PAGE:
Paul Burka is reporting that Travis County District Attorney Ronnie Earle may be retiring. Burka says that “a DA is supposed to be the conscience of the community”, which brings up the issue of how the next district attorney should handle death penalty cases in a county where probably a big majority believe that the death penalty system in Texas is broken. The next DA in Travis County should reflect the community’s feelings on the death penalty and say that the death penalty is off the table within Travis County.

The people of Travis County are very comfortable with life without parole as an alternative to the death penalty. Any candidate who seeks nomination as district attorney in Travis County should pledge not to seek the death penalty. There is no law that requires a district attorney to seek death. Life without parole is a valid alternative. In a contested Democratic primary in Travis County, a candidate who acknowledges that the death penalty system in Texas is riddled with problems and puts innocent people at risk of execution is likely to be rewarded with community support.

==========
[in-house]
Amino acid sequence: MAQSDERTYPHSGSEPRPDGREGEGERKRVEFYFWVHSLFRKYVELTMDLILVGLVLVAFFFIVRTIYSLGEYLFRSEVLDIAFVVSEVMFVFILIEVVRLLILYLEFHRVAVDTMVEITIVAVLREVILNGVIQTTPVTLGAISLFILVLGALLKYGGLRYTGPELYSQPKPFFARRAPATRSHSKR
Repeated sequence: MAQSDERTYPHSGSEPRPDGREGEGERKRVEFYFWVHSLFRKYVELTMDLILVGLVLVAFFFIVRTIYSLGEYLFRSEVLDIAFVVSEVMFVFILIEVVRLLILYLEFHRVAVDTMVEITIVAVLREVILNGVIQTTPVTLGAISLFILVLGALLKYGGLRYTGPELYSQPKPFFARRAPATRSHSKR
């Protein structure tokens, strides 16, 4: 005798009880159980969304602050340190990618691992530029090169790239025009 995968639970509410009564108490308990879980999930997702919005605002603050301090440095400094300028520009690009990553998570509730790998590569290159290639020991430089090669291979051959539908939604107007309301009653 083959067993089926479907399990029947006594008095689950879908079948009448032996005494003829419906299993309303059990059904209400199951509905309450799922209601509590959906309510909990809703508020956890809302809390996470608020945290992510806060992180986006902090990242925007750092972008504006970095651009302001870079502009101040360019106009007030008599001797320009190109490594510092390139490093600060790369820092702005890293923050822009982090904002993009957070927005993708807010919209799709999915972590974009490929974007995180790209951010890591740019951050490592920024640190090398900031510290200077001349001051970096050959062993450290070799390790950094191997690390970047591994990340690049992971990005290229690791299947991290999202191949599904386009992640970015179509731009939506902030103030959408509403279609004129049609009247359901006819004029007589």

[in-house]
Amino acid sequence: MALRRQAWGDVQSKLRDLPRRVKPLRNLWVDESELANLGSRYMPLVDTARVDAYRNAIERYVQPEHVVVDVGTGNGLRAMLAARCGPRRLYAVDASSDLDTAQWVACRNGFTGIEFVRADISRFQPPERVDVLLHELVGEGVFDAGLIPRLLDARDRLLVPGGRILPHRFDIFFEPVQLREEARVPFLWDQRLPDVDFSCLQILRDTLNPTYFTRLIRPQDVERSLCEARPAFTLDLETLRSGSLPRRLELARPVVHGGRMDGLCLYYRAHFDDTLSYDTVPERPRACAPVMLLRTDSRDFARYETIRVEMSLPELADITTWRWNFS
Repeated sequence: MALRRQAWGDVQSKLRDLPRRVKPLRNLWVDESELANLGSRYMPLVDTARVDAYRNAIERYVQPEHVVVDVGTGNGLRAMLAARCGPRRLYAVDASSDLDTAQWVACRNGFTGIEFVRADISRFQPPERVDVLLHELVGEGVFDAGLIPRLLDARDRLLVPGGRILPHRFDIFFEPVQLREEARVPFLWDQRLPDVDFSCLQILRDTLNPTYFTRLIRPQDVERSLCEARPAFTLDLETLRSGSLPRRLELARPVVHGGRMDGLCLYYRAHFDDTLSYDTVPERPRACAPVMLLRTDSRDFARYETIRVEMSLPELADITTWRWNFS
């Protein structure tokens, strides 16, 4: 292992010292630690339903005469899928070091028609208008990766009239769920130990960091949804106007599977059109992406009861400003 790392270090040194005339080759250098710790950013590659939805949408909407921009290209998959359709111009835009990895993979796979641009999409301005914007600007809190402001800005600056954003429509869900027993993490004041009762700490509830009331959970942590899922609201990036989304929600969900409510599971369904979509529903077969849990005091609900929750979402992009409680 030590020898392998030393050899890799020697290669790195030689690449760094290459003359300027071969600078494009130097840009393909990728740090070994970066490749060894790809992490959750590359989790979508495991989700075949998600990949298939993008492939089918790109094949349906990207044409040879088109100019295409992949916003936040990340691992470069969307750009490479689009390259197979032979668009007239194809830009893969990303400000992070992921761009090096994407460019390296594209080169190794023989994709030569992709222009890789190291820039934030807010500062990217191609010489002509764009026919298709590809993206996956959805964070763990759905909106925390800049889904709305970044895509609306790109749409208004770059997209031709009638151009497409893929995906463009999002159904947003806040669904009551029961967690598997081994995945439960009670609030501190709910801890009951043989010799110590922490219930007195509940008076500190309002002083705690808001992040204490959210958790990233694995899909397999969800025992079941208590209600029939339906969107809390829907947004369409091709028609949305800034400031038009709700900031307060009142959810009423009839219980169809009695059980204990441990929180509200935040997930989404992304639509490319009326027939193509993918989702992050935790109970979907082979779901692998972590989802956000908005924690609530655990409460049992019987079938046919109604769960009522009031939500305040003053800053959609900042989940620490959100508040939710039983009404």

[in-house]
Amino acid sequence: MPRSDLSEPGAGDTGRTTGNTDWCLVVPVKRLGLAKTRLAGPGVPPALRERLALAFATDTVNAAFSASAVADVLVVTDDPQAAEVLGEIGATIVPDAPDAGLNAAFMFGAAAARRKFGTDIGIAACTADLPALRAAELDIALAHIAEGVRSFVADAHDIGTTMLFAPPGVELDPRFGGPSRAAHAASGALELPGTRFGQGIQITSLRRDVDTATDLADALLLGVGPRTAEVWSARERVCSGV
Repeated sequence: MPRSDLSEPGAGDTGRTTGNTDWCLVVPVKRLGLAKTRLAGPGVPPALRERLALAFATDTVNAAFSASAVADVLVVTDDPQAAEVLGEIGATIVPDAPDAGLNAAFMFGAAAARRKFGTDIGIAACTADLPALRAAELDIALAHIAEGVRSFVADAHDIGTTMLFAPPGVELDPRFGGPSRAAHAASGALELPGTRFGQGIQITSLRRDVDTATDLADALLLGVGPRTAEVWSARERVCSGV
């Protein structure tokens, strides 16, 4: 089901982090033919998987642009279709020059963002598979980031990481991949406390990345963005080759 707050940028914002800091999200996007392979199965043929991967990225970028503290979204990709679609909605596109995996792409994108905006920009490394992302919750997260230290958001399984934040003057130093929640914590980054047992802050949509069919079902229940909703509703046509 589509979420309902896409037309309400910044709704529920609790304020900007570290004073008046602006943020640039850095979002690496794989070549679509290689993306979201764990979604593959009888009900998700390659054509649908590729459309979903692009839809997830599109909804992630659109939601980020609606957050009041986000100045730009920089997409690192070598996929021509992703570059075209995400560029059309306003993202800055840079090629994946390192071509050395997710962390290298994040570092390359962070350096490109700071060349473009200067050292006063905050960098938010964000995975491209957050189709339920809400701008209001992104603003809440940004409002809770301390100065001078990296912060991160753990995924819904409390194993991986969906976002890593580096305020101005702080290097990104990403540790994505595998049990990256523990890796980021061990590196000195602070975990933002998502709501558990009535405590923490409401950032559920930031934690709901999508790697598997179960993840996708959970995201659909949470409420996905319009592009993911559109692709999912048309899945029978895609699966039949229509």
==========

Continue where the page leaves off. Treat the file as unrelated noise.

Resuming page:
More from Burka’s post:

All signs point to Earle’s retirement as district attorney. The first indication I received was an e-mail from a prospective candidate:

Paul, I am writing to inform you of my decision to commence an exploratory campaign to become the next District Attorney of Travis County. If, as I expect, Ronnie decides to retire at the end of his current term, I intend to do everything humanly possible to succeed him ….

In the event that I do become a candidate for District Attorney – and I have good reason to believe that I will soon have that opportunity – I hope that we will be able to count on your support.

The e-mail came from Rick Reed, an attorney who I got to know through Tom DeLay’s successful challenge to his indictment for conspiracy. Reed fashioned a winning argument but he had a losing court (of Criminal Appeals).

Ronnie Earle has never claimed to be a great lawyer, but he has been a great DA for this town. A DA is supposed to be the conscience of the community, a role too many DAs spurn while trying to push the ethical envelope to secure convictions.

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